Is Football worth it?

While we gear up for the Super Bowl (I say “we” but I will fully admit I’m not a sports guy) my co-host and new Balloon Juice commenter Dacia Mitchell added to the TWiB! Radio news docket the question about the impacts of professional football and how it leaves it’s players. There was a recent article discussing how injuries in the NFL has  a racial component since over 67% of players are of color. Our resident Football expert Aaron Rand Freeman doesn’t believe we can look at injuries in Football in that particular light. The discussion was really interesting and the call-in section towards the later half of the show was pretty awesome.

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And on TWiB! in the Morning we had  New York State Senator Kevin Parker on discussing the perils of governing in a 24/7 news cycle in addition to a landscape completely changed by social media. He argues that it has less of an impact that we would think.

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Tonight I’m going out with the Wife but I’ll jump in the comments when we get back. Dacia Mitchell and Aaron Rand Freeman will hold down the comment section while I’m out being a good husband.


32 replies
  1. 1
    BGinCHI says:

    For a second I perked up, thinking this was a thread about the Africa Cup of Nations or the EPL season, but alas, no.

    Carry on.

    (Where is Randinho??)

  2. 2
    Dee Loralei says:

    I love college football. I watch the Superbowl, mostly because it’s a social occasion. I was immensely grateful my son never had the inclination or the size to play football.

    But knowing what I know now about the horrific brain damage it causes, I enjoy it much less. They really need to do something about that.

  3. 3
    Loneoak says:

    This is a bit whingey, but I was hoping Elon and fellow TWIBers would be sharing some writing with us rather than always posting audio that I could just subscribe to anyway.

  4. 4
    RedKitten says:

    Up here in Canuckistan, we’ve been having the same discussion about hockey. Say what you will about Sidney Crosby…at least he’s inadvertently created much more discussion about concussions in sports and how devastating they can be.

    All I know is that we will definitely NOT be encouraging our kids to play hockey. Between the concussions, the expense, and the incessant travel…no thanks.

  5. 5
    Loneoak says:

    Anyway, when I chat with Aussie friends about our culturally-preferred violent contact sports, they always imply that US Americans are weenies for wearing padding when Aussie-rule rugby players hit just as hard with no helmet and no body armor. I’m skeptical of that claim, but don’t watch enough rugby to judge it; it just sounds like a Frenchman complaining that Americans don’t have any good cheese when they’ve never had Humboldt Fog.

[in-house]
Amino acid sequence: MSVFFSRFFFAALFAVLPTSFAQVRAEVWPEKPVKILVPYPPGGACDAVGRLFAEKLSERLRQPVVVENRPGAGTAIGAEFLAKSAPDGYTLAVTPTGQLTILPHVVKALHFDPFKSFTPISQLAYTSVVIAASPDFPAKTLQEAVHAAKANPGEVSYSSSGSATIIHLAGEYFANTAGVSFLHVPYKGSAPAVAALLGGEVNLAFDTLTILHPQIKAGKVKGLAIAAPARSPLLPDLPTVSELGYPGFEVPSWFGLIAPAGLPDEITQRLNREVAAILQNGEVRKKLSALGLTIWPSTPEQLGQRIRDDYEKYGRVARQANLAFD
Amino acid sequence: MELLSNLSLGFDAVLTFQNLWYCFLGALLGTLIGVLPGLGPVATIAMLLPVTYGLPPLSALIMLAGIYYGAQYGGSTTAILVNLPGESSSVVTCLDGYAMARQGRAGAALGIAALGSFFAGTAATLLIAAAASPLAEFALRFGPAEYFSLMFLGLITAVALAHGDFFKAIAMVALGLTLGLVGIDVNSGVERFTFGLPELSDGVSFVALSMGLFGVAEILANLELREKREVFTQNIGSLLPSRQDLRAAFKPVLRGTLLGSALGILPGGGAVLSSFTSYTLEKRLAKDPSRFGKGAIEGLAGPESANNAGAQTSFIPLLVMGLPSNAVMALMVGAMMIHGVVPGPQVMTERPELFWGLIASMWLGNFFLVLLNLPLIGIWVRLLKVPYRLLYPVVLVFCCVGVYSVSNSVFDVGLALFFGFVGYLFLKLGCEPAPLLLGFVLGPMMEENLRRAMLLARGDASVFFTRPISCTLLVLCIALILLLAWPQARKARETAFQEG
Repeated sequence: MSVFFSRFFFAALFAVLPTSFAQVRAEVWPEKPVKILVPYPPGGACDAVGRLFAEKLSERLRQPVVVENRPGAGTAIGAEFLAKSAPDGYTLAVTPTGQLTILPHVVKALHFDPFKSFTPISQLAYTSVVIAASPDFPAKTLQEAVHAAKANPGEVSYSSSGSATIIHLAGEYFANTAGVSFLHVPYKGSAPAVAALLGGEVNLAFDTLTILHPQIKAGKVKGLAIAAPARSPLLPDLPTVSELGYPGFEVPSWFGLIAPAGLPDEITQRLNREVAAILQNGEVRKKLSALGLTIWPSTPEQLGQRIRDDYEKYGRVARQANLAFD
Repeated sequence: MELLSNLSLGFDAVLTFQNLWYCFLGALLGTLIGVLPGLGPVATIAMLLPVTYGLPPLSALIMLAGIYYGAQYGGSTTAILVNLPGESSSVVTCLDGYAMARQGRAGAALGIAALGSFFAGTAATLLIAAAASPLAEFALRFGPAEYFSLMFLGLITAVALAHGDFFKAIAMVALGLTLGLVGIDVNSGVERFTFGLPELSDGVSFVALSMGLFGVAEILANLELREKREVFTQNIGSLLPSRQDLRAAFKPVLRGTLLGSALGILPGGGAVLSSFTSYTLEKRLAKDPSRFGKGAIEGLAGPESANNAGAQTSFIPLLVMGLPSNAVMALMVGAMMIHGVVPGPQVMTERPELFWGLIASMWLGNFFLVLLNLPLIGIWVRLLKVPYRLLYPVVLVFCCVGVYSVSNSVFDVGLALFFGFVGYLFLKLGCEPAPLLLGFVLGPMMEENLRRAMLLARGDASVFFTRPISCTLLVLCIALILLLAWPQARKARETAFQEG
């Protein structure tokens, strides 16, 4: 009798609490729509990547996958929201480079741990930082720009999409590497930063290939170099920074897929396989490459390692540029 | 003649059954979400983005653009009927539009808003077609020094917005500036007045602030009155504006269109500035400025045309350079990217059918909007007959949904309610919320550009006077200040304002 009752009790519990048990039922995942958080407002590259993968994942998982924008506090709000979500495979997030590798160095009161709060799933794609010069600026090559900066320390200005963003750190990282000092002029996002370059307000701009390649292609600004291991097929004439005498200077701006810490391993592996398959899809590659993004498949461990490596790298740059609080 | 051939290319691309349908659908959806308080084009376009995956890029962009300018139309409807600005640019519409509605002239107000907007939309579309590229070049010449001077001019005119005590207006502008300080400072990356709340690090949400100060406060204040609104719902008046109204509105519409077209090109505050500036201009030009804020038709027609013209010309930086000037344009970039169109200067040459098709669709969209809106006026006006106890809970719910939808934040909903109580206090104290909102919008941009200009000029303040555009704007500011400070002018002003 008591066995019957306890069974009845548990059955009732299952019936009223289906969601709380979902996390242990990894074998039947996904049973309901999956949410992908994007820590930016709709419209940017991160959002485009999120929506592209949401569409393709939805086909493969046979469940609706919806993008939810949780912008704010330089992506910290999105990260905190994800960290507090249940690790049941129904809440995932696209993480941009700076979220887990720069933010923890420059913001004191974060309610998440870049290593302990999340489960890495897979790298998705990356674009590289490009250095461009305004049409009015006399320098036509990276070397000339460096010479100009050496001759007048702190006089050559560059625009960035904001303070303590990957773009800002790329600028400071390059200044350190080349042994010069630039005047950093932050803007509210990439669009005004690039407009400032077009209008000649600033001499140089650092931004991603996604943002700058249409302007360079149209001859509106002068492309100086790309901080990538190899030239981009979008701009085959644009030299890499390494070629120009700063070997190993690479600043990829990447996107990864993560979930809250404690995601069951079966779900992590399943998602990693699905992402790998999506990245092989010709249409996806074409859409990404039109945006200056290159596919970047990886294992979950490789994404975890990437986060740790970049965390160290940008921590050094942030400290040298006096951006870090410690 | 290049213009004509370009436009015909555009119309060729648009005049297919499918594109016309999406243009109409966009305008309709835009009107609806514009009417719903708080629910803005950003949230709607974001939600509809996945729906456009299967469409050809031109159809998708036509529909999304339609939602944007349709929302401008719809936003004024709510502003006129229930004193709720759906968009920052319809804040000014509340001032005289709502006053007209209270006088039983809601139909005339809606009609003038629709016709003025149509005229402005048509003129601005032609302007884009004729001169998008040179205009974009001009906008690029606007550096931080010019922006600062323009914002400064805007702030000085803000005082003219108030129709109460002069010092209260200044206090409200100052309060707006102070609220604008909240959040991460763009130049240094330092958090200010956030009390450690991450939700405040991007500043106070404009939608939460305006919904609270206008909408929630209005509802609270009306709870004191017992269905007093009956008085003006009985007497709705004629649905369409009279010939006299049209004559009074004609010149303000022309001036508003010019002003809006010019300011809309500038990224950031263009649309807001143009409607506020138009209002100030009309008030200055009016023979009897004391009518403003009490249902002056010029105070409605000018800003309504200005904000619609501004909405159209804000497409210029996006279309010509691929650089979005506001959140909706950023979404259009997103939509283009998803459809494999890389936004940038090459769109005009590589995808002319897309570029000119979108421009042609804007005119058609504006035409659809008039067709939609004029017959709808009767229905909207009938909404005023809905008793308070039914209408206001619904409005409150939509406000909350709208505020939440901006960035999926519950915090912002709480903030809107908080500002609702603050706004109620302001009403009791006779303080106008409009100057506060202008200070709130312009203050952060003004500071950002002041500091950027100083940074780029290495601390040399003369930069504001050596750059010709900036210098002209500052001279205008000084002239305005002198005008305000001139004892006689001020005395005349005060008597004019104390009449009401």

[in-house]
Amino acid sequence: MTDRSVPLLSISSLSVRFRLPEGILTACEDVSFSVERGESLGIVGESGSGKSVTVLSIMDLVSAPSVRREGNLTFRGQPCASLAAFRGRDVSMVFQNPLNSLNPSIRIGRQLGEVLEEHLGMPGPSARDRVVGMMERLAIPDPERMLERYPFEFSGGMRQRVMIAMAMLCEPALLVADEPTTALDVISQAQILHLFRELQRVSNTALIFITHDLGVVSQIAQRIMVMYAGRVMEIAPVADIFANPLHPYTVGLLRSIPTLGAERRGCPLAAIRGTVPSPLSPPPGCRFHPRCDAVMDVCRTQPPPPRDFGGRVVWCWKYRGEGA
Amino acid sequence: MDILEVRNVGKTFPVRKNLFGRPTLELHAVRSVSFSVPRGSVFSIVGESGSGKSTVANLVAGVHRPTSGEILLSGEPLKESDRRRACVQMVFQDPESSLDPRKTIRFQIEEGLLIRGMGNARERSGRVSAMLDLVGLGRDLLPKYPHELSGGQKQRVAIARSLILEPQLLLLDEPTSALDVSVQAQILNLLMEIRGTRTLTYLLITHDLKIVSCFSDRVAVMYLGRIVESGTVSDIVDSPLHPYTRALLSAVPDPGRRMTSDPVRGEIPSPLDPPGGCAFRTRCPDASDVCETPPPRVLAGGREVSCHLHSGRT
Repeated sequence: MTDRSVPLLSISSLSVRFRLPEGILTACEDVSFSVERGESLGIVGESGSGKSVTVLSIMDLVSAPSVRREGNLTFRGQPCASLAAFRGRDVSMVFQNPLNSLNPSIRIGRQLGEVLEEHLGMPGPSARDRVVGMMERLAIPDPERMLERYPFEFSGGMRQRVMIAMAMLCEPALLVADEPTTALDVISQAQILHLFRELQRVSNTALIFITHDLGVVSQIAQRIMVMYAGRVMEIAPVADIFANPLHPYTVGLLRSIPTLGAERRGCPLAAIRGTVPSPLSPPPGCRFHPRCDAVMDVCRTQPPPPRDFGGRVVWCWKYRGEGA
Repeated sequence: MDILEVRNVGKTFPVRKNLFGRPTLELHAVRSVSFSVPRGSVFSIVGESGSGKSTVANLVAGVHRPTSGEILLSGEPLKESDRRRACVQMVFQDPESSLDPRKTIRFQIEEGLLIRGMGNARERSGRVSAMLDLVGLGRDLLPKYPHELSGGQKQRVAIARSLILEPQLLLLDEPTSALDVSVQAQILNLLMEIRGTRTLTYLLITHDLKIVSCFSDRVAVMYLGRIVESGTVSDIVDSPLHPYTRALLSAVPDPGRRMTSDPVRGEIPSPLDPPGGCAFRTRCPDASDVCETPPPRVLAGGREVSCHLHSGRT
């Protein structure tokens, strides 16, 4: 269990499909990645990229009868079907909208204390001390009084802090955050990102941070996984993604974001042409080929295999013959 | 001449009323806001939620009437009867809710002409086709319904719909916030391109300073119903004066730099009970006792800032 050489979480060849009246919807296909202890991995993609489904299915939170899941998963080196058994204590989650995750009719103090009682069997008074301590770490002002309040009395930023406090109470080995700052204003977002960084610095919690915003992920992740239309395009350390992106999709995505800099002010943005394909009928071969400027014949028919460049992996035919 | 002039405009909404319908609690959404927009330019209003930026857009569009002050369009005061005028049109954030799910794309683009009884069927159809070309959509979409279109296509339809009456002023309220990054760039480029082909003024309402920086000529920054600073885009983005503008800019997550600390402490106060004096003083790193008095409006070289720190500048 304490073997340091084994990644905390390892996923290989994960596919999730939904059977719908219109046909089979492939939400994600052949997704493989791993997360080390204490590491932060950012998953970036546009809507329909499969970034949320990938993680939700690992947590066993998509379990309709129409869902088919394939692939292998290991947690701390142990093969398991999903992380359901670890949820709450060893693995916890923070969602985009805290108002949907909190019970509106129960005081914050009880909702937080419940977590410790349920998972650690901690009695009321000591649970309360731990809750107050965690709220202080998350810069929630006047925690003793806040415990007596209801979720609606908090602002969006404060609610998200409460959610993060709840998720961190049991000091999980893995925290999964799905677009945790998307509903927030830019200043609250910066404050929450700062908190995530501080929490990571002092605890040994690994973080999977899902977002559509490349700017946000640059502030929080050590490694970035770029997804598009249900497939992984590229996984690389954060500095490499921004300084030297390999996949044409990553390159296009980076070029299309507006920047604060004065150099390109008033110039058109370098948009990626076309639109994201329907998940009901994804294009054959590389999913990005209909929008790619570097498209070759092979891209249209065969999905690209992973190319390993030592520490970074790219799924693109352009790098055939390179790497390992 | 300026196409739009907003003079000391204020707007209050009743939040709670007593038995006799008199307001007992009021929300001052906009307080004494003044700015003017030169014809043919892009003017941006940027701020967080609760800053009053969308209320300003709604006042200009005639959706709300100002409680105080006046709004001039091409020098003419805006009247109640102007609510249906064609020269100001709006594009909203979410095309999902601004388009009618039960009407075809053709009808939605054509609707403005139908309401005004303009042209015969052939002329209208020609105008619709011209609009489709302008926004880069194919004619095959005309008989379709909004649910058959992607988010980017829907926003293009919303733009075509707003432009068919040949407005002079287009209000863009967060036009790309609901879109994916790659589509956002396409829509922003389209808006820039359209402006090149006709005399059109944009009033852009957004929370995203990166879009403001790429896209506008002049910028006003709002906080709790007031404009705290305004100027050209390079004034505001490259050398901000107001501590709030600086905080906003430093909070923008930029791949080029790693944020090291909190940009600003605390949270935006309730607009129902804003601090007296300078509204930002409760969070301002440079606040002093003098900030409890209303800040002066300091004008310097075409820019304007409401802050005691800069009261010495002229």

So do Rugbyers have the same concussion problems or discussions of taming down the sport?

  6. 6
    J. Michael Neal says:

    @RedKitten: Isn’t telling a kid up there they can’t play hockey like trying to take their guns away down here?

  7. 7
    replicnt6 says:

    Uh, oh. The G-word. Is Cole going to explode? cf.

  8. 8


    At the moment we’re not doing heavy writing (my poor blog space over at The Root is a bit bare right now) but I assure there will be some writing on the future. The idea behind posting shows was to create a space here for conversation around some of these topics while introducing some who aren’t familiar to what we do. TWiB is primarily a media space as opposed to a straight blog space.

    Sent by a late man in a cab who prays his wife won’t kill him

  9. 9
    Brachiator says:

    There was a recent article discussing how injuries in the NFL has a racial component since over 67% of players are of color.

    I suppose, but it’s more about the specific sport and the risk of injury.

    In America, we have concussions. In the UK, they have paralysis.

    In rugby it is spinal injuries from scrums that are the most dangerous (110 rugby players in Britain have been paralysed by playing the game).
    Rugby players are made of tough stuff. Take England’s captain in the last World Cup, Phil Vickery. By the time he retired from rugby, there wasn’t a part of him that hadn’t been bent, banged, broken or twisted.
    During his incredible career, he suffered a shattered cheekbone, broken arm, torn knee ligaments and various strains, sprains, open wounds and shoulder damage and having to cover his face in cellophane in 2007 to prevent scrum pox (a contagious skin infection). That is all before we get on to the three major back operations and a neck operation, which left him in so much pain that he was unable to lift his baby daughter from her cot. He recovered to play in the World Cup in 2007. Then, in 2009, he injured himself so badly he had to retire from the game.